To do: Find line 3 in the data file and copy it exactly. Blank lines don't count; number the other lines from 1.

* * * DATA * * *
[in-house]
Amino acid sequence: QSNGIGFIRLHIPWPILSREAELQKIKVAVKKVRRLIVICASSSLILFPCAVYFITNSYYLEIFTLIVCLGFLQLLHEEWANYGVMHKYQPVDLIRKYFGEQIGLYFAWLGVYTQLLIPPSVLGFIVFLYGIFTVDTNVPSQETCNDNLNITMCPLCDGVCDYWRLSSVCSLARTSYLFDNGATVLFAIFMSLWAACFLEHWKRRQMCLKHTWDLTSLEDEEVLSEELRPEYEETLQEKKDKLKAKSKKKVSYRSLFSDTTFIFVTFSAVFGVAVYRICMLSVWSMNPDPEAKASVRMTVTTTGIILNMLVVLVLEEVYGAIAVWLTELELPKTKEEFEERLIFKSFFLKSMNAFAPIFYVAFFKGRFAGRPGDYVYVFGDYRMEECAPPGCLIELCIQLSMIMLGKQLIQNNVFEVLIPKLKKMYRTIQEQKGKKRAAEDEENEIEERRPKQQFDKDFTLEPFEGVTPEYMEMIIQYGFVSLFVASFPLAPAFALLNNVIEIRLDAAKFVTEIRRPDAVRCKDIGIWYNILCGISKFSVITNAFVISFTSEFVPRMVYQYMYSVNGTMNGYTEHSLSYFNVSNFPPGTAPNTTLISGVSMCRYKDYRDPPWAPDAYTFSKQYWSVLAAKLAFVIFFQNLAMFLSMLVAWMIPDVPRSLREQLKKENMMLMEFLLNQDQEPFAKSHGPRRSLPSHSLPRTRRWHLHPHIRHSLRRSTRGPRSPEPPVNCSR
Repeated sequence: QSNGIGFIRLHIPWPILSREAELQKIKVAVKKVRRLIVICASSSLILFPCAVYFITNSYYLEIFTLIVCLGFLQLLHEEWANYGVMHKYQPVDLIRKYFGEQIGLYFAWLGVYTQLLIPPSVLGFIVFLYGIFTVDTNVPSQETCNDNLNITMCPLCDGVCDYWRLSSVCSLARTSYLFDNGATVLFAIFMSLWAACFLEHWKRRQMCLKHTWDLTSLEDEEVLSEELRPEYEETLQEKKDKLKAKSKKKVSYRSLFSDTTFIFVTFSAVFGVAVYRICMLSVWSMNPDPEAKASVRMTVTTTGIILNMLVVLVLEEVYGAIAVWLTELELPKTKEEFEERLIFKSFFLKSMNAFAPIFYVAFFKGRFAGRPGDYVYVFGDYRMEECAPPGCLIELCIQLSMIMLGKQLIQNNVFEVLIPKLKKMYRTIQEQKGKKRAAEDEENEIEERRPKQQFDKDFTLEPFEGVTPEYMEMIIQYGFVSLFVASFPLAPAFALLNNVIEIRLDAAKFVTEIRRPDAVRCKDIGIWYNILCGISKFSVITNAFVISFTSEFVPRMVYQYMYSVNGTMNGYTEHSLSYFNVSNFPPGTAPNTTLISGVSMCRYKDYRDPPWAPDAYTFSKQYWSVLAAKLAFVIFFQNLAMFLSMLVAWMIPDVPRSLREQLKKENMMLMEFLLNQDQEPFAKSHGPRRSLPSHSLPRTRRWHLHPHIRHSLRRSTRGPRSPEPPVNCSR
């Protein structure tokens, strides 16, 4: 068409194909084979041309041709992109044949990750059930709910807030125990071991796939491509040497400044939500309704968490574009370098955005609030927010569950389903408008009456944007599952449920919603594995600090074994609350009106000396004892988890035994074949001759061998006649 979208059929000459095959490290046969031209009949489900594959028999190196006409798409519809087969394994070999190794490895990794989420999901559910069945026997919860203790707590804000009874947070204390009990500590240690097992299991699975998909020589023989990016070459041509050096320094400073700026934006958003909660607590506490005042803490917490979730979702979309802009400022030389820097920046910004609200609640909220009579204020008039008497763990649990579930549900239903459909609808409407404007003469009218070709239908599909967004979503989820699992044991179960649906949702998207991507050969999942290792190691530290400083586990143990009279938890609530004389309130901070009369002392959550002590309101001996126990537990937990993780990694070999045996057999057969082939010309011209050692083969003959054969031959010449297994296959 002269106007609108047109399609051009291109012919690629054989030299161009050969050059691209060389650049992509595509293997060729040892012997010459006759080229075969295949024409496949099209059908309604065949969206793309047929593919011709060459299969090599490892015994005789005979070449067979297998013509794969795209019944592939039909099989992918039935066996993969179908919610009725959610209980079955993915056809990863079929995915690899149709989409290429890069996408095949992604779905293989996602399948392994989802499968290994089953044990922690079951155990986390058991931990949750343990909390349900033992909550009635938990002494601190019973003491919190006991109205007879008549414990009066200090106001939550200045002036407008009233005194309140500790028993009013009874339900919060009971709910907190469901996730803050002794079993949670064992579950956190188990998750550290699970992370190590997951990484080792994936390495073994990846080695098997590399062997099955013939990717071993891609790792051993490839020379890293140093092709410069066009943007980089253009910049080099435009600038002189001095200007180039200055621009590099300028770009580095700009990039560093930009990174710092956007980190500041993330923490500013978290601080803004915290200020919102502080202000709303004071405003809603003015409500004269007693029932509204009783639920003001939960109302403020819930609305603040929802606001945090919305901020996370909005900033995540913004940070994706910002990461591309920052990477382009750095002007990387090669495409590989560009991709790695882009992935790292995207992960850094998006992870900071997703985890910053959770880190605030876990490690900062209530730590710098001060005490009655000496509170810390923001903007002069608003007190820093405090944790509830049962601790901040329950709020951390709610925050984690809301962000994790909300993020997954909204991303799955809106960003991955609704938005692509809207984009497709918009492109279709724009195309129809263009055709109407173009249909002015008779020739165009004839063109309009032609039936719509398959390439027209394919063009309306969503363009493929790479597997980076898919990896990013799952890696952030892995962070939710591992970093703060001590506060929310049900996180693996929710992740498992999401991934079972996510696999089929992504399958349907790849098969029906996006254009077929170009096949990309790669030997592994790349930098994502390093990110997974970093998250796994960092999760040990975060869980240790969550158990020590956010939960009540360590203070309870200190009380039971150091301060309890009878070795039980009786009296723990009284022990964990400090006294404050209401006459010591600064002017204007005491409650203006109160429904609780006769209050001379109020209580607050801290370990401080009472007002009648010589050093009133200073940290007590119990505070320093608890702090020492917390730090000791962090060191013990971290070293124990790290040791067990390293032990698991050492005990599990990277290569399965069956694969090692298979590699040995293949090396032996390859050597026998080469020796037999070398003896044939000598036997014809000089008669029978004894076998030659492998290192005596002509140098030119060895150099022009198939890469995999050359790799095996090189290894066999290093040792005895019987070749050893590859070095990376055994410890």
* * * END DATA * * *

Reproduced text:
Repeated sequence: QSNGIGFIRLHIPWPILSREAELQKIKVAVKKVRRLIVICASSSLILFPCAVYFITNSYYLEIFTLIVCLGFLQLLHEEWANYGVMHKYQPVDLIRKYFGEQIGLYFAWLGVYTQLLIPPSVLGFIVFLYGIFTVDTNVPSQETCNDNLNITMCPLCDGVCDYWRLSSVCSLARTSYLFDNGATVLFAIFMSLWAACFLEHWKRRQMCLKHTWDLTSLEDEEVLSEELRPEYEETLQEKKDKLKAKSKKKVSYRSLFSDTTFIFVTFSAVFGVAVYRICMLSVWSMNPDPEAKASVRMTVTTTGIILNMLVVLVLEEVYGAIAVWLTELELPKTKEEFEERLIFKSFFLKSMNAFAPIFYVAFFKGRFAGRPGDYVYVFGDYRMEECAPPGCLIELCIQLSMIMLGKQLIQNNVFEVLIPKLKKMYRTIQEQKGKKRAAEDEENEIEERRPKQQFDKDFTLEPFEGVTPEYMEMIIQYGFVSLFVASFPLAPAFALLNNVIEIRLDAAKFVTEIRRPDAVRCKDIGIWYNILCGISKFSVITNAFVISFTSEFVPRMVYQYMYSVNGTMNGYTEHSLSYFNVSNFPPGTAPNTTLISGVSMCRYKDYRDPPWAPDAYTFSKQYWSVLAAKLAFVIFFQNLAMFLSMLVAWMIPDVPRSLREQLKKENMMLMEFLLNQDQEPFAKSHGPRRSLPSHSLPRTRRWHLHPHIRHSLRRSTRGPRSPEPPVNCSR